Furtak NT, Skrzetuska E, Krucińska I. Development of Screen-Printed Breathing Rate Sensors.

FIBRES & TEXTILES in Eastern Europe 2013; 21, 6(102): 84-88.

als allow the creation of garments with

distributed sensors and electrodes [4]. Textronic systems must be able to sense,

as well as pre-process, transmit, process

and manage data [1]. Smart fabrics can act as flexible circuit boards, with sensors that record electronic signals and send

them to a base station (via conductive pathways) for processing [1].

To build a correct system to measure the

frequency of breathing, it is necessary to

prepare a measuring sensor, equipment that processes the signal, and a monitor- ing system that converts the signal col- lected into readable information. The

possibility to send the information via an antenna to part of the monitoring system exists for each of the systems studied.

A truly intelligent material would allow

sensing and processing while providing instantaneous feedback to the user [16].

In addition to electronic functionality, the

textile must be wearable with a high de-

gree of comfort. To maintain comfort, it

is important that the measuring devices

are of a small size [15].

The authors of this paper focused only on

the first stage of such a system: a sensor devoted to determining changes in re- sistance related to breathing, which can

be assesed per unit of time.

related to breathing, which can be assesed per unit of time. n Methodology A specially prepared

n Methodology

A specially prepared printing paste doped

with carbon nanotubes, investigated in a previous work, was used to screen-print ready-made shirts [12]. As breathing oc- curs, the garment changes in dimension, which causes variations in the resist- ance measured for further calculating the breathing rate.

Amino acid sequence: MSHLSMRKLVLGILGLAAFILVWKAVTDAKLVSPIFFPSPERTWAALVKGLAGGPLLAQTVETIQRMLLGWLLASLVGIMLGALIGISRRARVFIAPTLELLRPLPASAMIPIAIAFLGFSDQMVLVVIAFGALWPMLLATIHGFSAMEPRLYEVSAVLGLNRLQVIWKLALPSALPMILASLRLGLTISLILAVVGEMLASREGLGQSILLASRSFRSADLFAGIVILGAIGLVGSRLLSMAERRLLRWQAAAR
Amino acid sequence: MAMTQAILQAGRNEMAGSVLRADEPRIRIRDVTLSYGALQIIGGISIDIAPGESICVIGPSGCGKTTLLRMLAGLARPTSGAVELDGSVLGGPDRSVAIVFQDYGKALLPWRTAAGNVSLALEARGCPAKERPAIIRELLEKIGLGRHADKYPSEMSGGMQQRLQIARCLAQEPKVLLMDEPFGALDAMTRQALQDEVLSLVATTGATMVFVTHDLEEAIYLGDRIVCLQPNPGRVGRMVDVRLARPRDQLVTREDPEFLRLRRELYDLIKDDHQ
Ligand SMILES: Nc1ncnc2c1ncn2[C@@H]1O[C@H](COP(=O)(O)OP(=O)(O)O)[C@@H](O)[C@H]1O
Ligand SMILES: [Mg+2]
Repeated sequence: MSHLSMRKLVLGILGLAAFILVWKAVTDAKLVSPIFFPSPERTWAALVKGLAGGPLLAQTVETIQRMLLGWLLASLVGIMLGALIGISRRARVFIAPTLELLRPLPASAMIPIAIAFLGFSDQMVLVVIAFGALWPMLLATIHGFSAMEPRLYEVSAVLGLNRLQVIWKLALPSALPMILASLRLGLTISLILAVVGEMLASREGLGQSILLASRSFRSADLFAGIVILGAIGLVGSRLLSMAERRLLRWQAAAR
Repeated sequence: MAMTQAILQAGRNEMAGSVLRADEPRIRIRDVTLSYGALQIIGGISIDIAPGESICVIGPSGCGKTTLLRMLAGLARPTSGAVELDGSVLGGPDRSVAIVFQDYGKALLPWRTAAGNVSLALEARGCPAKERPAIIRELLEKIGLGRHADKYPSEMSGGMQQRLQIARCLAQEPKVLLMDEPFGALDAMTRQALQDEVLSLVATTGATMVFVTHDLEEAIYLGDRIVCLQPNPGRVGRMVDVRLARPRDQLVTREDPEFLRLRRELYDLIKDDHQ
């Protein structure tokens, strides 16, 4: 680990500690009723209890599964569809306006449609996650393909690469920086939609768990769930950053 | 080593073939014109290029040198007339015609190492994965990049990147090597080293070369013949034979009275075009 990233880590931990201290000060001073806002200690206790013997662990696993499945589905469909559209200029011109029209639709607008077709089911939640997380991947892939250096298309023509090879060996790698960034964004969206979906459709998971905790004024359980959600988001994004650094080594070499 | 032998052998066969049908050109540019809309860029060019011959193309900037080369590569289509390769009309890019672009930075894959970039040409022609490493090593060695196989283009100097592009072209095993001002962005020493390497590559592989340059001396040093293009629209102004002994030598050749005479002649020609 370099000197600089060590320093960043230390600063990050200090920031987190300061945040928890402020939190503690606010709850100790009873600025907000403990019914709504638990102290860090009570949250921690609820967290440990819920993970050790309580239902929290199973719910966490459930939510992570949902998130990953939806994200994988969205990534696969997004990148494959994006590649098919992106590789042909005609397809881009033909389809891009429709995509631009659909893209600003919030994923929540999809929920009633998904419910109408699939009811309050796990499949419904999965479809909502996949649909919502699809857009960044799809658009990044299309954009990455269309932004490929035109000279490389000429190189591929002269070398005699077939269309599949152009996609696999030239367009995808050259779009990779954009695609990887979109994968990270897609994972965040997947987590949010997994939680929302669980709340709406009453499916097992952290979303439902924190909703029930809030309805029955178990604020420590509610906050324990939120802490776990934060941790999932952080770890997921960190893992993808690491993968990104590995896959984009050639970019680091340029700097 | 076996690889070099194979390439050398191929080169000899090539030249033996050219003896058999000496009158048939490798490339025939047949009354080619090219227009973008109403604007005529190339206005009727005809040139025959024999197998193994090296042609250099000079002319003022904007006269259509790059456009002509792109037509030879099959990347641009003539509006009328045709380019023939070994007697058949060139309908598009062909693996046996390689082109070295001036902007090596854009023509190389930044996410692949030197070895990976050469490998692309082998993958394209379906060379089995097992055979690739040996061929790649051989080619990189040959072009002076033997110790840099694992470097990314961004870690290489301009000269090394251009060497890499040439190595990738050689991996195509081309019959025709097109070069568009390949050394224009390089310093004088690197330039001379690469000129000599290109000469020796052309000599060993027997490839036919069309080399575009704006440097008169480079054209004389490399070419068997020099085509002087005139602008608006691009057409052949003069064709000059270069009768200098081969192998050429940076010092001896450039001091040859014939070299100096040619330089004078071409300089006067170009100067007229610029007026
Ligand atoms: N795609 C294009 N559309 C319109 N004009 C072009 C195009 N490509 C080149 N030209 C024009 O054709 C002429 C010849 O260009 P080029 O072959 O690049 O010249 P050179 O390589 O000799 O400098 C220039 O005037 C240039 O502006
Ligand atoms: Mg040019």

Table 1 shows two substrate materials used to manufacture the shirts, that were screen-printed. The textile substrates were selected based on preliminary stud-

ies that assessed their effectiveness for

athletic shirts.

The screen-printing procedure developed in a previous work was followed [12].

A carbon nanotube paste containing

55.8 ml of aqueous carbon nanotube dispersion (AquaCyl AQ0101, Nanocyl- company), 6.25 ml aliphatic urethane acrylate (Ebecryl2002), and 0.45 ml pho- toinitiator (Esacure DP250) was mixed.

FIBRES & TEXTILES in Eastern Europe 2013, Vol. 21, No. 6(102)

Table 1. Textile substrate properties; 1. PES (Polyester), PU (Polyurethane), PA (Polyam- ide).

Name

Fibre content 1

Structure

Mass per unit area, g/m 2

Thickness,

Apparent density,

mm

kg/m 3

Shirt A

81 % PES 19 % PU

warp knit

205

0.49

418.37

 

64% PA

warp knit with weft insertion

     

Shirt B

36% elastane

245

0.41

597.56

The nanotube dispersion was 90% pure with a carbon nanotube molecular weight of 0.5 - 1.5%. The average nanotube length was 1.5 µm with a diameter of 9.5 nm. The solution was thoroughly mixed, and excess water was removed by gravity drainage through filter paper for approximately 10 minutes. A squeegee and printing screen were used to apply printing paste to the fabric material of the personalised shirts. After printing, the materials were put in a 30 °C heat cham- ber and then placed under UV light with a dosage of 3.5 J/cm 2 for cross-linking.

Specimens were prepared for preliminary tensile testing by cutting 6 cm × 55 cm strips from the textile substrate materi- als, with each containing a 20 cm length screen-printed band. Electrodes were hand sewn using silver conductive yarn (Polyamide yarn X-Static (34 filaments coated with a layer of 15% Ag), with each filament mass doubled and sewn in two straight lines 4.5 cm apart. An In- stron Model 5944 tensile tester was used to cyclically load the sensor for five cy- cles at each of the following strains: 1.25, 2.5, 5, 7.5, and 10%. The electrodes of the sample were connected to a Keithley Model 2000 digital multimeter to meas- ure the resistance during strain testing.

The main goal of the research performed was determining the sensors sensitivity to mechanical deformations. The kinetics of the change in surface resistance under the influence of the action in stress used was recorded with the use of the Keithley multimeter.

Constant conditions of conditioning and researching the sample were maintained:

a temperature of 23 °C, RH = 65% [12].